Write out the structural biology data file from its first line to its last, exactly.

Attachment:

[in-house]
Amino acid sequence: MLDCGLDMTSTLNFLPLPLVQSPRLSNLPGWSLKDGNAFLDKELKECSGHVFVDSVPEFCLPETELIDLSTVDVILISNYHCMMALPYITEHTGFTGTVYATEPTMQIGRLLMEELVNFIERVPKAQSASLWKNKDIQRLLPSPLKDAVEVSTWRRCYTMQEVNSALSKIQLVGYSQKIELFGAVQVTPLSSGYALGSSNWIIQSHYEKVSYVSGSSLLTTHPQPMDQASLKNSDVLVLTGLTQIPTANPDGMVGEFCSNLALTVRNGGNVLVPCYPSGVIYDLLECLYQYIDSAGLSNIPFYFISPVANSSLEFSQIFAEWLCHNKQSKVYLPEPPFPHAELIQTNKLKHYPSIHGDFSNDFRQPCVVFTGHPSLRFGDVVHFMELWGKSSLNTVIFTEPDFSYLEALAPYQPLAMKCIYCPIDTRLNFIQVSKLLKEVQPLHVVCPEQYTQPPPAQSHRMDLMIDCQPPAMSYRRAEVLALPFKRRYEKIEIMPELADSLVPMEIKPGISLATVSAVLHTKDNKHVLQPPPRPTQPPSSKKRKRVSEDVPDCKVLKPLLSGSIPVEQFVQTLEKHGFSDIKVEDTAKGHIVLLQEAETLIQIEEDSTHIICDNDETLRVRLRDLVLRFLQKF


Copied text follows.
[in-house]
Amino acid sequence: MLDCGLDMTSTLNFLPLPLVQSPRLSNLPGWSLKDGNAFLDKELKECSGHVFVDSVPEFCLPETELIDLSTVDVILISNYHCMMALPYITEHTGFTGTVYATEPTMQIGRLLMEELVNFIERVPKAQSASLWKNKDIQRLLPSPLKDAVEVSTWRRCYTMQEVNSALSKIQLVGYSQKIELFGAVQVTPLSSGYALGSSNWIIQSHYEKVSYVSGSSLLTTHPQPMDQASLKNSDVLVLTGLTQIPTANPDGMVGEFCSNLALTVRNGGNVLVPCYPSGVIYDLLECLYQYIDSAGLSNIPFYFISPVANSSLEFSQIFAEWLCHNKQSKVYLPEPPFPHAELIQTNKLKHYPSIHGDFSNDFRQPCVVFTGHPSLRFGDVVHFMELWGKSSLNTVIFTEPDFSYLEALAPYQPLAMKCIYCPIDTRLNFIQVSKLLKEVQPLHVVCPEQYTQPPPAQSHRMDLMIDCQPPAMSYRRAEVLALPFKRRYEKIEIMPELADSLVPMEIKPGISLATVSAVLHTKDNKHVLQPPPRPTQPPSSKKRKRVSEDVPDCKVLKPLLSGSIPVEQFVQTLEKHGFSDIKVEDTAKGHIVLLQEAETLIQIEEDSTHIICDNDETLRVRLRDLVLRFLQKF